It was January 12, 2012, when the hand-wringing over an “about-face” on same-sex marriage began. “The Harper government,” read the Globe and Mail story that started the maelstrom, “has served notice that thousands of same-sex couples who flocked to Canada from abroad since 2004 to get married are not legally wed.”
It was a factually inaccurate and deeply misleading headline, followed by a superficial story that relied heavily—almost exclusively—on the citations of the very person who had an interest in the issue blowing up publicly, Martha McCarthy.
Ms. McCarthy is the lawyer for a lesbian couple who travelled to marry in Canada, only to later discover that they can’t divorce because their home jurisdictions of Florida and the United Kingdom don’t recognize same-sex marriage and Canada has a residency requirement of one year. (As for same-sex marriages not being recognized, this was always true of the couple’s home territories, no news there. If they moved to Canada, their marriage would be recognized by the state.)
That Ms. McCarthy wanted to draw attention to her clients’ cause is one thing. That the media almost indiscriminately picked up on it, trumpeting the story without apparently asking a single question, is another.
It's no secret that the media neither understand nor like the positioning of social conservatives. The Institute of Marriage and Family Canada stands in favour of man-woman marriage because it is a social institution that serves children—and by extension—society, better than other family forms. A growing body of international evidence shows that children fare best when raised by their own mother and father.
Nonetheless, this is not an article about whether same-sex marriage is a workable idea for family and culture in North America.
It is an article about the biased and uninformed opinions of the media being reported as facts and doing harm in the process.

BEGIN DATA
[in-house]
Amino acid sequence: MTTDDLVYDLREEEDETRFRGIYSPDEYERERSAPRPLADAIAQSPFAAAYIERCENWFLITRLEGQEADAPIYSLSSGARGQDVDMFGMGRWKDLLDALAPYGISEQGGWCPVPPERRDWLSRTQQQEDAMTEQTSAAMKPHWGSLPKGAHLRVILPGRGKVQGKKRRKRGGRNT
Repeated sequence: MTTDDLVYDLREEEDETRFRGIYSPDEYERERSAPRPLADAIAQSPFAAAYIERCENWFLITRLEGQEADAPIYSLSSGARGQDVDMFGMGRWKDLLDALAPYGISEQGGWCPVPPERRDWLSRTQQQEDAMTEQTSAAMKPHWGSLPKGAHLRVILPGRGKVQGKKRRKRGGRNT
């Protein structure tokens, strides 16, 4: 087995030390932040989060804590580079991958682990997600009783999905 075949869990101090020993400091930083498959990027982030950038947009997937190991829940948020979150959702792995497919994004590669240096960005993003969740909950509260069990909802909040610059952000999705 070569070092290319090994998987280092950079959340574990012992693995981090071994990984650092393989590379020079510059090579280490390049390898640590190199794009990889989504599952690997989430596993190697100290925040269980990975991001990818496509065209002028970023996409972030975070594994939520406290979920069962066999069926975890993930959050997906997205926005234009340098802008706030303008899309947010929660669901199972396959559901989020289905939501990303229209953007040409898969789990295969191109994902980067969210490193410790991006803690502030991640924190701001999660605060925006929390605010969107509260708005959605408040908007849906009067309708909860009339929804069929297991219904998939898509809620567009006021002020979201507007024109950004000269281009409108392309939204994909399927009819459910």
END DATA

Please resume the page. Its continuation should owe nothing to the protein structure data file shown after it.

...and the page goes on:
Under pressure to rectify the rumours growing globally that the Conservatives were actually considering re-opening the same-sex marriage debate, on Friday, January 13, Justice Minister Rob Nicholson released a statement saying that the longstanding legal loophole would be fixed.
The Institute of Marriage and Family Canada has asked the Ministry of Justice just how this will happen, and have not received a reply.
One option is that foreign couples be allowed to do what Canadians can’t, and that is dissolve their marriages without the year-long residency requirement. This creates inequality, namely that some can get divorced more quickly than others. If only homosexual couples are allowed to do so, it reintroduces discrimination based on sexual orientation. It might also lead to Canada as a divorce destination—a “Las Vegas” of the north.
Another option would be to eradicate the year-long residency requirement for all. This is a foolhardy course of action if we would like to strengthen marriage. With the advent of no-fault divorce, divorce became obtainable for any reason, at any time. Virtually the only remaining barrier is the year-long separation requirement.
This protects one spouse from abandonment, from children being left without provision for their care; it provides for a sober second thought in cases where marital breakdown need not be inevitable.
Ms. McCarthy is advocating for the removal of this provision. In explaining her case in the free advertising the Globe and Mail kindly provided under the guise of journalism through an online chat forum, she said this about her clients: “They can't get divorced in their home jurisdiction because it doesn't recognize the validity of the marriage. They can't get divorced here, even though they were married here, because the Divorce Act has a one-year residency requirement.” She went on: “So we are challenging the residency requirement in a Charter case in order to get them a divorce…”
Whether she is challenging those laws just for her clients or for all Canadians remains to be seen. And how the government will resolve this also remains to be seen.
Either way, this case shows how poorly the media understand the issue of marriage, in particular when combined with the issue of homosexual rights. And the government, instead of attempting to correct the misinformation simply declared they’ll fix the problem without saying how, thereby contributing to the idea that they were to blame in the first place.
Of course, “product recall” doesn't exist in the media. There, it's called a correction, which generally newspapers and magazines are loathe to issue. Furthermore, when information hits the Internet, no amount of retracting or correcting helps.
That activists of various stripes go over the top rhetorically is par for the course. That politics are played on Parliament Hill is also par for the course. The media are supposed to sift through the activism, the politics and the rhetoric, ask some questions, and shed light on reality, not act as a mouthpiece for a cause.
That this divorce debacle was a tempest in a teapot was evident for anyone to see—anyone who cared to look, that is. Shame that for the most part, our national media chose not to.
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